“We understand that the situation presents difficulties for our agents, but feel that under the circumstances, declining to insure until systems are back in full service is the only way to approach the problem.”
An official at the city’s housing department has said its ability to cut checks for home-buying incentive programs also has been affected by the hack.
The ransomware was detected May 7. Hackers locked up files on city computers, demanding a payment to turn over the keys, but officials have said they won’t pay.
The disruption to the computer network has caused widespread problems in city government. City employees do not have access to email, leading some to create private accounts to get work done. The hack has affected the city’s ability to accept payments, and officials have said they are suspending late fees. Several agencies are developing workarounds to continue offering services that typically rely on computers.
Officials have said it could take weeks to restore all the computer systems.
“This is a very unfortunate situation, but other cities have had this exact circumstance happen,” said Cindy Ariosa, treasurer for Bright MLS, the region’s multiple listing service for real estate. “It’s a sign of the times.”
She said a workaround could involve a paper system or a tech-driven solution.
In the meantime, she said, “people will be impacted, but the city is at risk, too. People have to pay thousands in transfer taxes; they pay property taxes; they pay water bills and ground rent.”
Spencer Stephens, corporate counsel for the title company Bay County Settlements Inc., said his firm has a few transactions that are being held up by the ransomware attack.
“If you’re buying and you gave notice at your apartment and you’re planning on moving at the end of May, that timing is in question,” Stephens said. “If you’re a seller, it’s a problem because you want to move to your new house, and you want to get the funds out of our old home and make moving arrangements.”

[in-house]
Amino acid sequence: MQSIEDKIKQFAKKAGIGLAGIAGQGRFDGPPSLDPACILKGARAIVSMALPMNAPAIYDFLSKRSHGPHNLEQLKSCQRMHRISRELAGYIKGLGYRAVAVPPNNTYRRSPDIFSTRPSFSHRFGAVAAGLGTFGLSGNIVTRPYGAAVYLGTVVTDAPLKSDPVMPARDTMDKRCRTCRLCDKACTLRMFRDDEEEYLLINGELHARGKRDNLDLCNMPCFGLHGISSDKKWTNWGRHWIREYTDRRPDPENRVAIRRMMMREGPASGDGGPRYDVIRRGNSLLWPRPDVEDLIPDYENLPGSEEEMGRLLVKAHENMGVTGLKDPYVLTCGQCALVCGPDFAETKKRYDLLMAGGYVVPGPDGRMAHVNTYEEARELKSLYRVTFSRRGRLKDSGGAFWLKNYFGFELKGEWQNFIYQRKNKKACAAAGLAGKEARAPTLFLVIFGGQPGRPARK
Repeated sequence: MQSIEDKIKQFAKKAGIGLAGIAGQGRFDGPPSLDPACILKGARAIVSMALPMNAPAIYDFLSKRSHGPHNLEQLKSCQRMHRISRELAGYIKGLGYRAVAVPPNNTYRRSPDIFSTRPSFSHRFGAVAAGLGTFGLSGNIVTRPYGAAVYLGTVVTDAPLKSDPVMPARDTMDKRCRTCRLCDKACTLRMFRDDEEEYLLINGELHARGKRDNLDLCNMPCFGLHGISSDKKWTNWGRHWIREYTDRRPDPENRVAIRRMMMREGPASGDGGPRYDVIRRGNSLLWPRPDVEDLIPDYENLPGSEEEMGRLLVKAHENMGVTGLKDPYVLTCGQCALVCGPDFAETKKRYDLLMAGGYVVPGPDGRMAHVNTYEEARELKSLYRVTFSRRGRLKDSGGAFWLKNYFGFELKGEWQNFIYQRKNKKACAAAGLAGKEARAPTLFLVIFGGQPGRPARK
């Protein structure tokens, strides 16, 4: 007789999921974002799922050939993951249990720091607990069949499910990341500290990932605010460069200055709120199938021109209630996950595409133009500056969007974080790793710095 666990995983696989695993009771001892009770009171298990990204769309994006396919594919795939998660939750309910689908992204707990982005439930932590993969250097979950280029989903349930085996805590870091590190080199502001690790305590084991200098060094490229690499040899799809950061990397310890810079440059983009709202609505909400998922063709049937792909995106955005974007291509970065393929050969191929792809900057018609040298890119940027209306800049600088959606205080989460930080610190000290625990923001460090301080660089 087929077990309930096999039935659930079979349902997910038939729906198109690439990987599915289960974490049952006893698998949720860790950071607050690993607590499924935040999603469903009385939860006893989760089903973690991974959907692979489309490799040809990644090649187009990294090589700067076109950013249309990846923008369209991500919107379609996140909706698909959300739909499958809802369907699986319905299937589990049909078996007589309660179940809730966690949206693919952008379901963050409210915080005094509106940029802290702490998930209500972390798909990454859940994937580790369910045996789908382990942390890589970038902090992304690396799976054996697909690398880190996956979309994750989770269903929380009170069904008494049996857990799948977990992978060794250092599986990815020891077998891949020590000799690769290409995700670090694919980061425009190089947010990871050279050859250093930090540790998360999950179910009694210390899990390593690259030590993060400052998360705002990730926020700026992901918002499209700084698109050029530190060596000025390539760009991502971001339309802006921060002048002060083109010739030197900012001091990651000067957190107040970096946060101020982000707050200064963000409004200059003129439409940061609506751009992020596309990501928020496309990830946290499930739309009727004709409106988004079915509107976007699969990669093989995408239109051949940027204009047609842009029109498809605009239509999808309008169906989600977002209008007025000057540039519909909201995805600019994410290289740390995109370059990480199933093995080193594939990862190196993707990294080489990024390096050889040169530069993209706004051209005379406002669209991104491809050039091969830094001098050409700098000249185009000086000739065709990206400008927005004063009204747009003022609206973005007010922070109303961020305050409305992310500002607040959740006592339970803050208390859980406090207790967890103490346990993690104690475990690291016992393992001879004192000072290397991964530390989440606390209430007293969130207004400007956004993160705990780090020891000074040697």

And the problems with home sales in Baltimore could ripple through the housing industry. Alyssia Essig, a realtor and former president of the Realtors’ board, said that’s because each property sale is like one in a set of dominoes. Each must fall in turn.
“The house that is due to close in Canton is the beginning domino for that person who is buying a home in Towson, and that person is buying a home in New York, and that person is buying a home in Canada,” Essig said.
Clifford Rossi, professor in the University of Maryland Robert H. Smith School of Business and former executive in the financial services industry, said governments need to be better prepared. Hackers know they aren’t, which is why they target them.
“Not just Baltimore City, but most governments don’t run themselves as a business and businesses would have a solid business continuity plan in place,” he said.
“They’d have backup systems, dedicated data warehousing for sensitive information,” he said. “I’m not casting aspersions on these folks … but at the same time continuity plans and redundancy and back-up plans are critical, particularly in this day and age.”
A certain number of people will walk away once the lock-in period in their home purchase contracts expires, he said. That is at least delayed revenue to city coffers and potentially lost revenue, and, he said “another black mark for Baltimore.”
Baltimore Sun reporter Meredith Cohn contributed to this article.